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Dr. Sophie Schram

Dr. Sophie Schram


Trade Policy and Province-Building: Québec and the Economic and Trade Agreement CETA, 2006-2014

(Supervisors: Joachim Schild, Trier / Jane Jenson, Montréal)

In my PhD project, I document how political representatives in the Canadian province Quebec interpreted and reacted to the opportunities and drawbacks of the new Comprehensive Economic and Trade Agreement, negotiated between Canada and the European Union (2006-2014). I document the crucial role Quebec played in launching the new trade agreement, thereby breaking the deadlock in Euro-Canadian bilateral trade and investment relations which had ensued as a result of repeated failures of several bilateral negotiations since the 1990s. Taking advantage of a window of opportunity after the failure of the Doha Development Round of the World Trade Organisation, the Quebec Liberal government and its diplomats in Brussels brought CETA on the agenda of key Canadian and European policy makers (2006-2009), thereby asserting Quebec’s role as an international player, a central element in its province-building project.

A consequence of provincial implication in the agenda-setting and negotiation processes, and their interpretation of the various issues at stake during the negotiation process lies in the content and scope of the international agreement, which I detail in three case studies on public procurement, investment and agriculture respectively. Unlike in any other agreement, including NAFTA, the agreement’s scope extends to Canadian provincial and municipal public procurement markets. Initially often capitalised by provincial and municipal governments to foster local development, public procurement now became a tool for Quebec and the other Canadian provinces to take a more active role in Canada’s trade negotiations. Another result of CETA lies in enhanced investment opportunities and investment protection, mostly embedded in the provincial government’s project to develop Northern spaces by natural resource exploitation, including the mining sector. I show how investment became instrumental to this provincial development project. In the agricultural chapter, Quebec unexpectedly agreed to increased tariff-free import quotas for retail and industrial cheese, despite opposition by the politically influential and well-organised agricultural lobby. They were able to do so by deploying frames grounded in Canadian federalism, a repertoire that allowed Quebec’s government to legitimately exclude opposition to this policy shift.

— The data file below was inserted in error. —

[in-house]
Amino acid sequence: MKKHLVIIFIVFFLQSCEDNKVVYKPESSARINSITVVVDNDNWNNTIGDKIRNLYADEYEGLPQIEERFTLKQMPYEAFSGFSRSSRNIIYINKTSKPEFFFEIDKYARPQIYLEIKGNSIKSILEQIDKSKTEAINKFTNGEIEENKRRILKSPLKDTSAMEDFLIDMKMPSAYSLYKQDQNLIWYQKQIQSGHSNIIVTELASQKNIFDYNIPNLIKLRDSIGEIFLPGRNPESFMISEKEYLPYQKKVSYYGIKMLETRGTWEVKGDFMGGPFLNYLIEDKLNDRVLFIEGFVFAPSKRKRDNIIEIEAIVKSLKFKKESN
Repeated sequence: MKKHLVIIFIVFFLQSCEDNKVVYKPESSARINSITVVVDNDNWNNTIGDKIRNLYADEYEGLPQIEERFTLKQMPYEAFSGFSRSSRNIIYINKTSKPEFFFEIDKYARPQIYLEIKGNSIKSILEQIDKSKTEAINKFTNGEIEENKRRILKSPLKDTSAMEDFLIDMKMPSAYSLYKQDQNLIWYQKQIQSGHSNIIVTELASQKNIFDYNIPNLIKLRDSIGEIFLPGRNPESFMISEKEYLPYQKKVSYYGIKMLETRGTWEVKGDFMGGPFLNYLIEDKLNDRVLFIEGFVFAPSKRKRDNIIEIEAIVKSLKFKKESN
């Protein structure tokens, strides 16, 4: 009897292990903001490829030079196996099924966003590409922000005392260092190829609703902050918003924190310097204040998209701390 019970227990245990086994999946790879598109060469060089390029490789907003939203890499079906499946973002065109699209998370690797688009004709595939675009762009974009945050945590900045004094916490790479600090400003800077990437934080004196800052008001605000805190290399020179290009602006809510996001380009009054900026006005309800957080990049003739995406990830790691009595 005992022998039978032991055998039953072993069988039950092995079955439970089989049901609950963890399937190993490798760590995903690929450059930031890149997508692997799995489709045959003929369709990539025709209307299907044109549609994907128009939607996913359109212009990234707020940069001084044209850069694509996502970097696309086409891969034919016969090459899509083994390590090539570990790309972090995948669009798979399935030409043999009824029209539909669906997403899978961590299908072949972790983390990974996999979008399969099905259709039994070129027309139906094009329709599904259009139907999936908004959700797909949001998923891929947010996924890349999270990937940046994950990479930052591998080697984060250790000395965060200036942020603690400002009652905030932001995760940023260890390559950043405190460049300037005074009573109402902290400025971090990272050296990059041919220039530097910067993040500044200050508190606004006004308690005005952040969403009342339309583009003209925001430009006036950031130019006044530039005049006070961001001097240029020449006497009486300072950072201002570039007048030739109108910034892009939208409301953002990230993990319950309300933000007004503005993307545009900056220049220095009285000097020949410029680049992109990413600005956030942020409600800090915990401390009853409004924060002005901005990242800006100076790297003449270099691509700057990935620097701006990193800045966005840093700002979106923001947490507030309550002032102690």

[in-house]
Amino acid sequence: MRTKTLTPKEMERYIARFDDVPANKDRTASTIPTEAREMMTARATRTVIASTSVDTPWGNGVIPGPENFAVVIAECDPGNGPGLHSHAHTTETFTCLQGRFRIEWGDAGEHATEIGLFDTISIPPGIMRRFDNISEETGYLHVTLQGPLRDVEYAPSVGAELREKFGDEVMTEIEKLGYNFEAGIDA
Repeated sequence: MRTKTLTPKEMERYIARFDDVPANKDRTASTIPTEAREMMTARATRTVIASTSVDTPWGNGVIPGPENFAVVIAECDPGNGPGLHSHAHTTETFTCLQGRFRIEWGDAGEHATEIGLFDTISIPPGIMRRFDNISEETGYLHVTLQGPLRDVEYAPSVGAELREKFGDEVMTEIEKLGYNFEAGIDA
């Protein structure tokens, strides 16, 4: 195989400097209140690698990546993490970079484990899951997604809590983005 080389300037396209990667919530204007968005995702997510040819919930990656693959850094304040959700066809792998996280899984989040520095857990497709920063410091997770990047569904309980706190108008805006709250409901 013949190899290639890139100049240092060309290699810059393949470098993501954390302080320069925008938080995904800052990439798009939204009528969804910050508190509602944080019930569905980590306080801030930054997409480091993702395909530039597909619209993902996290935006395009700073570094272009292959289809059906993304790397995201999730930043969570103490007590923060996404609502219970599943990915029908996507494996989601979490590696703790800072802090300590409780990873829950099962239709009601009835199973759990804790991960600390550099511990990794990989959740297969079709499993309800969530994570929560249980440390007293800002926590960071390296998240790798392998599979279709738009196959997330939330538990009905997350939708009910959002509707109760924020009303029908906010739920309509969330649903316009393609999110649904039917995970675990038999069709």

As a result of the detailed analysis of these processes, I am able to document that interests in trade negotiations are not stable and unequivocal, as often depicted in trade relations theory, but rather unstable, context-dependent and multifaceted. On various occasions, policy-makers are confronted with incommensurate demands, while the rhythm of negotiations compels them to form coalitions and to construct a viable position. This position is the result, I argue, of a discursive strategy, understood as a socially constructed method of collective action that brings together actors with diverse motivations. In this process, repertoires of national, provincial and spatial development embed the way policy-makers conceive of the benefits and drawbacks of enhanced bilateral trade and investment relations. At the same time, the way political representatives construct their policy positions has effects upon the power relations and practices in the respective field.

Current Activities

Fieldwork and Research Stays

Apr. - June 2016
Montréal, affiliated to the Canada Research Chair in Citizenship and Governance (Jane Jenson)
Nov. - Dec. 2015
Montréal, affiliated to the Canada Research Chair in Citizenship and Governance (Jane Jenson)
May 2015
Mar. - Apr. 2015
Montréal, affiliated to the Canada Research Chair in Citizenship and Governance (Jane Jenson)